title = "Lack of association between screening interval and cancer stage in Lynch syndrome may be accounted for by over-diagnosis; A prospective Lynch syndrome database report",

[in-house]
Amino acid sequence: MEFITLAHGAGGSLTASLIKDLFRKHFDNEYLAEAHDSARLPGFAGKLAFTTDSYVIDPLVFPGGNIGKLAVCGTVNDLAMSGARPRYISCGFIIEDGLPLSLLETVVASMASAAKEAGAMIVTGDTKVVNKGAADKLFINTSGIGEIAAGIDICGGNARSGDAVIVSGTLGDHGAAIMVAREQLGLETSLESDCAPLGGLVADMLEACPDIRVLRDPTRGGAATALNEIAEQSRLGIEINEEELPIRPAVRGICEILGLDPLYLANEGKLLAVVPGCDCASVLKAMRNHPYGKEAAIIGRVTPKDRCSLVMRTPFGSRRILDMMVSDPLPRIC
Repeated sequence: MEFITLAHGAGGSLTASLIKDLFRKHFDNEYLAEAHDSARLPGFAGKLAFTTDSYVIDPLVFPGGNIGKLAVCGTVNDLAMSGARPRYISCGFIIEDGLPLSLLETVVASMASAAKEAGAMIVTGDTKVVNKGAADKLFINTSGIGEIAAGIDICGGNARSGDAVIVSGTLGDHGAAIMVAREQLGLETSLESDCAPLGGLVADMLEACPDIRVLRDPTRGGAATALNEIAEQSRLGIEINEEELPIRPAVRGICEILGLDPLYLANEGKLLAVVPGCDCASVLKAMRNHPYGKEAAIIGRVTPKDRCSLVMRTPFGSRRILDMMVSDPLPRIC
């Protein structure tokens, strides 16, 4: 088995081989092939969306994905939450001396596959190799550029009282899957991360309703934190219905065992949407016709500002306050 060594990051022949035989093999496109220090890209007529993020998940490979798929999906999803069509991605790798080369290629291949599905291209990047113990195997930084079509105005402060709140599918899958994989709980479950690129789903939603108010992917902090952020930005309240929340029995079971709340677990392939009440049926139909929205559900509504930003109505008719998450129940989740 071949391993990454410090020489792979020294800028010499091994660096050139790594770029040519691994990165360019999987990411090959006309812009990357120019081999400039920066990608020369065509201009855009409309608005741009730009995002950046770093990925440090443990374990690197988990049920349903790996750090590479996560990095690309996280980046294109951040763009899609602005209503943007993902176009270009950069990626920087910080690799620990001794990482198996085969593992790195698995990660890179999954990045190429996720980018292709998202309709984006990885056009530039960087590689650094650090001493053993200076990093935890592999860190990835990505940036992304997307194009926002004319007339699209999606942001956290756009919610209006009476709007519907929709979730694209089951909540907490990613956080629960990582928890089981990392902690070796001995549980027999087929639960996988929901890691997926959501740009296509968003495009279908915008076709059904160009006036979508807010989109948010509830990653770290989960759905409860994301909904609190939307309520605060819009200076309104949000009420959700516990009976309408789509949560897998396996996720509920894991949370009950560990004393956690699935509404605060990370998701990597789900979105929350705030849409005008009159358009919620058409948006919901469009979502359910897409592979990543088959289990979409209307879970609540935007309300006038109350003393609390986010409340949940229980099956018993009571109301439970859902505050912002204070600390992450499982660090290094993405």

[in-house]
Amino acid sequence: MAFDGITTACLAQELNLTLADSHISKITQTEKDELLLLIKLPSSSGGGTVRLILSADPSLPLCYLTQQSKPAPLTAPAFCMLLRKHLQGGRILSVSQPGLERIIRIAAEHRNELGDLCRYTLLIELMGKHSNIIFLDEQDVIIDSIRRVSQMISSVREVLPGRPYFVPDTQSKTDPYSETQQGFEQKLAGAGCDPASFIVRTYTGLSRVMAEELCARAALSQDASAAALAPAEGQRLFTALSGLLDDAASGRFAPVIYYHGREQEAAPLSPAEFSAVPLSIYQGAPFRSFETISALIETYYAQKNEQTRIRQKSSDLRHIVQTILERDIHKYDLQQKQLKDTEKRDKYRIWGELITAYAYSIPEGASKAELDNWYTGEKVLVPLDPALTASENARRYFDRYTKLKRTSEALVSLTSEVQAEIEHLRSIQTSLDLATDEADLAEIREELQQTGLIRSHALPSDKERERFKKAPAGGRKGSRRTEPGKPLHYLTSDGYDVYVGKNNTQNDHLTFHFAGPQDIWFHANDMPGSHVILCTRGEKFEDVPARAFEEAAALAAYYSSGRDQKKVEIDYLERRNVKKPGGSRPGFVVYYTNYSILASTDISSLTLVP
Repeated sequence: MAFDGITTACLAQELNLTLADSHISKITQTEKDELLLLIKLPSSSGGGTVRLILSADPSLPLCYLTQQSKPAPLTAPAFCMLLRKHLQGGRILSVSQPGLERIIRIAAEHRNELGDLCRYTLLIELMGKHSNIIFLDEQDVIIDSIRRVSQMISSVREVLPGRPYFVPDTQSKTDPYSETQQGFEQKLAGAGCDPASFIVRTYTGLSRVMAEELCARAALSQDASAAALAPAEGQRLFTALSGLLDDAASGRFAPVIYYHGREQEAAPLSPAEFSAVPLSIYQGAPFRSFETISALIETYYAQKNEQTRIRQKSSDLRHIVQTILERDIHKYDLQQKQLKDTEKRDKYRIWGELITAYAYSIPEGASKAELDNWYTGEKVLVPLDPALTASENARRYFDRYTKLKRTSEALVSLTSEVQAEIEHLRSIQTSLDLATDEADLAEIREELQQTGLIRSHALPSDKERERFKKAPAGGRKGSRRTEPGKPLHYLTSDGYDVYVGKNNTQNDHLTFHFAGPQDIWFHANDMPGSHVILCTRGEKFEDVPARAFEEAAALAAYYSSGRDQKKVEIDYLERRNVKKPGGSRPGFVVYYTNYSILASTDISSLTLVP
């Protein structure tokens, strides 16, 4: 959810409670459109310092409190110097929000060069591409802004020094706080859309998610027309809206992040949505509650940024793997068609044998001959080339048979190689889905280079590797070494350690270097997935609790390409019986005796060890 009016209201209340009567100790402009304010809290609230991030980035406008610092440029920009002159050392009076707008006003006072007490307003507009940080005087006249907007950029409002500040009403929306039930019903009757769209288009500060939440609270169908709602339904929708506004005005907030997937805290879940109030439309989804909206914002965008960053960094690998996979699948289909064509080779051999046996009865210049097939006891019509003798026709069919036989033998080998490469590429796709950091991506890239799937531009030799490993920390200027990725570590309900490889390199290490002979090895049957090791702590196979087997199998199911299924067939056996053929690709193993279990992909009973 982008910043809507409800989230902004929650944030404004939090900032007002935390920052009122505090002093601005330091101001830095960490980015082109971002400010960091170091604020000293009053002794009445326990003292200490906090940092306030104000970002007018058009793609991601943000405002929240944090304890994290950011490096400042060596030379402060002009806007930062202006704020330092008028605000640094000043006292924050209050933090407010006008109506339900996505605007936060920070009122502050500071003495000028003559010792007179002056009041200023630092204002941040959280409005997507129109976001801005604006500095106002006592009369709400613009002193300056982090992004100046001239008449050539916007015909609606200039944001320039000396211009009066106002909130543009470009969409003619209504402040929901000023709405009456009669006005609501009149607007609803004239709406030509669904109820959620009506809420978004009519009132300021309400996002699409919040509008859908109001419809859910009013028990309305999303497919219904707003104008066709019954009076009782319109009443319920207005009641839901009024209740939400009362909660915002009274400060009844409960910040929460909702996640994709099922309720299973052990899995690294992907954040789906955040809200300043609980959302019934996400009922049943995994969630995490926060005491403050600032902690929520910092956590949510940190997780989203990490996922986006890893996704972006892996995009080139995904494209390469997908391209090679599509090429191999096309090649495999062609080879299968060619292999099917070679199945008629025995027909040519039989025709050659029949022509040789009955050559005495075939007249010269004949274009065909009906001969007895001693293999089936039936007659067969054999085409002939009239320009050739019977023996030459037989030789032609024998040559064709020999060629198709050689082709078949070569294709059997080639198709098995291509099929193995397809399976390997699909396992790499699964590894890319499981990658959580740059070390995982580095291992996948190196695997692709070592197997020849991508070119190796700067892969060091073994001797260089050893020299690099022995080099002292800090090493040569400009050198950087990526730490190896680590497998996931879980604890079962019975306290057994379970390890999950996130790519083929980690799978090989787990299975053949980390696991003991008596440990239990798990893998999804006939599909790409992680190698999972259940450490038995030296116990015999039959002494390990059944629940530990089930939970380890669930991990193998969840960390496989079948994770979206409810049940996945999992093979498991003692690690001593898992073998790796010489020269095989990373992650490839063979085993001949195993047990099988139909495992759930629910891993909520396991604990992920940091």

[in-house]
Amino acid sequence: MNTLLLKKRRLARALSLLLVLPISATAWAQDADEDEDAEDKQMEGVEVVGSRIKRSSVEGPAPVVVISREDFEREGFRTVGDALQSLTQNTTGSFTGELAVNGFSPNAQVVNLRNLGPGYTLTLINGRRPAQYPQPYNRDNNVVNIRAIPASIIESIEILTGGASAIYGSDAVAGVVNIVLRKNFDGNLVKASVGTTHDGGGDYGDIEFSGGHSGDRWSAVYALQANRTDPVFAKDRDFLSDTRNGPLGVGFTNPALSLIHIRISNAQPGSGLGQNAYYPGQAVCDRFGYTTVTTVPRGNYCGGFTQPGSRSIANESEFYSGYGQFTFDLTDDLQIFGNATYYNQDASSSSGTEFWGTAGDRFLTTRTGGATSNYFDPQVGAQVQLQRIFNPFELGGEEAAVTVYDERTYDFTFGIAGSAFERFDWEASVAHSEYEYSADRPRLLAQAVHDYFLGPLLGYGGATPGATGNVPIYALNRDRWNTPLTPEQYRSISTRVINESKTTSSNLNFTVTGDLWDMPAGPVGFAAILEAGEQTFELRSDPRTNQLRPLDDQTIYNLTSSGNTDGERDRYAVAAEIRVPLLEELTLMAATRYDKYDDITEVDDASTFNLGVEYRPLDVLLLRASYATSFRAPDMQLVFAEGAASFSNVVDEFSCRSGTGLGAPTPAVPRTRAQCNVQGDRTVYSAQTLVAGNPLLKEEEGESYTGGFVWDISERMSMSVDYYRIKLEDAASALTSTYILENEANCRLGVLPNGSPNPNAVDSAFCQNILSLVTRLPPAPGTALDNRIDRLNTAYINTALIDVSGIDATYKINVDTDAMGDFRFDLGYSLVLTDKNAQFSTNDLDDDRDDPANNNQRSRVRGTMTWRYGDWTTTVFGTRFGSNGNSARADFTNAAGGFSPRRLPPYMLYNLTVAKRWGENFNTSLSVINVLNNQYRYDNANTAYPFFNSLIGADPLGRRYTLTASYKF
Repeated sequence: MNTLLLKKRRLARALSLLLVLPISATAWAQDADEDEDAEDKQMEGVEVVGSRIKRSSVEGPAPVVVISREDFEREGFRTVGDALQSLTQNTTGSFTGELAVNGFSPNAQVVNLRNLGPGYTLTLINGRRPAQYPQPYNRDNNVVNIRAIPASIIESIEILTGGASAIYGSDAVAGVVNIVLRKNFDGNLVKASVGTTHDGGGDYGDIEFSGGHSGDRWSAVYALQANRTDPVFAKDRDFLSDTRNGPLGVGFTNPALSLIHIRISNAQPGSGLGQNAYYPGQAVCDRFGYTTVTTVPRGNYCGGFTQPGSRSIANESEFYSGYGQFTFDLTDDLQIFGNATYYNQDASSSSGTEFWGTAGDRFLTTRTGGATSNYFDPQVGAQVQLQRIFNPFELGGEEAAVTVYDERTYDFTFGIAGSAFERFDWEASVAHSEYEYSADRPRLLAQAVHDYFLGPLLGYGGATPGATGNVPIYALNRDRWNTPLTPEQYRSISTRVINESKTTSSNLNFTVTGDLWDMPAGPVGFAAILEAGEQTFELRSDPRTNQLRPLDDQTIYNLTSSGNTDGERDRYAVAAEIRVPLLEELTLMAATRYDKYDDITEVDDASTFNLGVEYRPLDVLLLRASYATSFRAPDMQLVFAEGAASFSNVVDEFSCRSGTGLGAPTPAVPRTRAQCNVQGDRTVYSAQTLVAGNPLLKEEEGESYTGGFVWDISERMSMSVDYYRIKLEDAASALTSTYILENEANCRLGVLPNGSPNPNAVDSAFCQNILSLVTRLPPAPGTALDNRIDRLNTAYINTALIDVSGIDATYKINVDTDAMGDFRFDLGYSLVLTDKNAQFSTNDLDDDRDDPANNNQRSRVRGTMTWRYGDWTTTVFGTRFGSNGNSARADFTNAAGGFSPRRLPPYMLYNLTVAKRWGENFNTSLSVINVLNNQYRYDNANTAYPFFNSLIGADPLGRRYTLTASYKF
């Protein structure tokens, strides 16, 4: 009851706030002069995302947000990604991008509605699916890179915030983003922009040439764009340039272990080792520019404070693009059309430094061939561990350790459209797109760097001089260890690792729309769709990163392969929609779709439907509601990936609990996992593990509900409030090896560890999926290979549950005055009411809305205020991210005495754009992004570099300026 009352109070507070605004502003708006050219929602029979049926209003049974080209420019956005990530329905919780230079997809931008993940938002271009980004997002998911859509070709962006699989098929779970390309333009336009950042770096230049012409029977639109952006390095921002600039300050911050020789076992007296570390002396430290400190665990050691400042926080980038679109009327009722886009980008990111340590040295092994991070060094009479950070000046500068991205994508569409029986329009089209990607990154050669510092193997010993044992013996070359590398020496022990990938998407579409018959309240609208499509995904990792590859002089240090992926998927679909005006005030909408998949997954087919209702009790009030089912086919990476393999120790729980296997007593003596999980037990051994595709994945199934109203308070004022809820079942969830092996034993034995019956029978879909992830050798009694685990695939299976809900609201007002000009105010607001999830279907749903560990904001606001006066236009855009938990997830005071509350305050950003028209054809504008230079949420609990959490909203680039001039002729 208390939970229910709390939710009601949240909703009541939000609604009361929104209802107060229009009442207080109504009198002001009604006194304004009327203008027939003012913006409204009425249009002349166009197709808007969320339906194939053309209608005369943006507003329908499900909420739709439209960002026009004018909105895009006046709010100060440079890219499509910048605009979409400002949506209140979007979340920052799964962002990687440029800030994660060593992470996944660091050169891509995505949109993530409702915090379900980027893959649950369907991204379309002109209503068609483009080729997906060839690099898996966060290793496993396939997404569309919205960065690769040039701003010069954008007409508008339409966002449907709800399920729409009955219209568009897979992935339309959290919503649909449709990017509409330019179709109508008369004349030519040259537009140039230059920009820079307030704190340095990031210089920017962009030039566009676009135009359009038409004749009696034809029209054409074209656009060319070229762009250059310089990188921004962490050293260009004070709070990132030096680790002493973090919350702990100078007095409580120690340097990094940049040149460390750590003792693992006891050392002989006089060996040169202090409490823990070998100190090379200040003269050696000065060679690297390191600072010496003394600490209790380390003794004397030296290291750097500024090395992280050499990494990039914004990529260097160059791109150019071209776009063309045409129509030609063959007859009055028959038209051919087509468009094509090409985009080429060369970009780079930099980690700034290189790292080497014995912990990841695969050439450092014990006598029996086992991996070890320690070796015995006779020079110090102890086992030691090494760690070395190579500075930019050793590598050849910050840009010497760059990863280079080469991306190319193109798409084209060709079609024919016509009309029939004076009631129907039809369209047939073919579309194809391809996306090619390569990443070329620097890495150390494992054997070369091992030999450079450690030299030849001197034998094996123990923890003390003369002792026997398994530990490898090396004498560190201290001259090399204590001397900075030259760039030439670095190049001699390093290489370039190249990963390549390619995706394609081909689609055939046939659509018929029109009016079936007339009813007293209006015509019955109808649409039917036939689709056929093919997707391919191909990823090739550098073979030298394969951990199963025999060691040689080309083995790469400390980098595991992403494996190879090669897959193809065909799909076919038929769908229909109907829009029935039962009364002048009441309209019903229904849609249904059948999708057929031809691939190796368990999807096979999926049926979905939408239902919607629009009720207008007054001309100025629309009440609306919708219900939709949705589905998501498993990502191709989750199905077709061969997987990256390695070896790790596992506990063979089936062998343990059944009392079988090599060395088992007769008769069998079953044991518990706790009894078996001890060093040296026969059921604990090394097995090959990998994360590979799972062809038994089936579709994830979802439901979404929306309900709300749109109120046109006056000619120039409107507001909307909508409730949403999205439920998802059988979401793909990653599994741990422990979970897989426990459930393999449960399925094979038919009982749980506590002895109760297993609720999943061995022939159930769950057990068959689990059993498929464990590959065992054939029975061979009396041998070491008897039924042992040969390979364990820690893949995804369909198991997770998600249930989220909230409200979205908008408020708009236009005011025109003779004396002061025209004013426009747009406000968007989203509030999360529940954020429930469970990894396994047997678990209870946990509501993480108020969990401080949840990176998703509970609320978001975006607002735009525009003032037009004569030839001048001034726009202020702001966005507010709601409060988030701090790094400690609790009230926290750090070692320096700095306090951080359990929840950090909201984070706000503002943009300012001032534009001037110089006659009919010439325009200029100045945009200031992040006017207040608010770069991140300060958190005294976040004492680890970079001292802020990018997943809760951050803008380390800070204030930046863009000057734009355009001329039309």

abstract = "Background: Recent epidemiological evidence shows that colorectal cancer (CRC) continues to occur in carriers of pathogenic mismatch repair (path-MMR) variants despite frequent colonoscopy surveillance in expert centres. This observation conflicts with the paradigm that removal of all visible polyps should prevent the vast majority of CRC in path-MMR carriers, provided the screening interval is sufficiently short and colonoscopic practice is optimal. Methods: To inform the debate, we examined, in the Prospective Lynch Syndrome Database (PLSD), whether the time since last colonoscopy was associated with the pathological stage at which CRC was diagnosed during prospective surveillance. Path-MMR carriers were recruited for prospective surveillance by colonoscopy. Only variants scored by the InSiGHT Variant Interpretation Committee as class 4 and 5 (clinically actionable) were included. CRCs detected at the first planned colonoscopy, or within one year of this, were excluded as prevalent cancers. Results: Stage at diagnosis and interval between last prospective surveillance colonoscopy and diagnosis were available for 209 patients with 218 CRCs, including 162 path-MLH1, 45 path-MSH2, 10 path-MSH6 and 1 path-PMS2 carriers. The numbers of cancers detected within < 1.5, 1.5-2.5, 2.5-3.5 and at > 3.5 years since last colonoscopy were 36, 93, 56 and 33, respectively. Among these, 16.7, 19.4, 9.9 and 15.1{\%} were stage III-IV, respectively (p = 0.34). The cancers detected more than 2.5 years after the last colonoscopy were not more advanced than those diagnosed earlier (p = 0.14). Conclusions: The CRC stage and interval since last colonoscopy were not correlated, which is in conflict with the accelerated adenoma-carcinoma paradigm. We have previously reported that more frequent colonoscopy is not associated with lower incidence of CRC in path-MMR carriers as was expected. In contrast, point estimates showed a higher incidence with shorter intervals between examinations, a situation that may parallel to over-diagnosis in breast cancer screening. Our findings raise the possibility that some CRCs in path-MMR carriers may spontaneously disappear: the host immune response may not only remove CRC precursor lesions in path-MMR carriers, but may remove infiltrating cancers as well. If confirmed, our suggested interpretation will have a bearing on surveillance policy for path-MMR carriers.",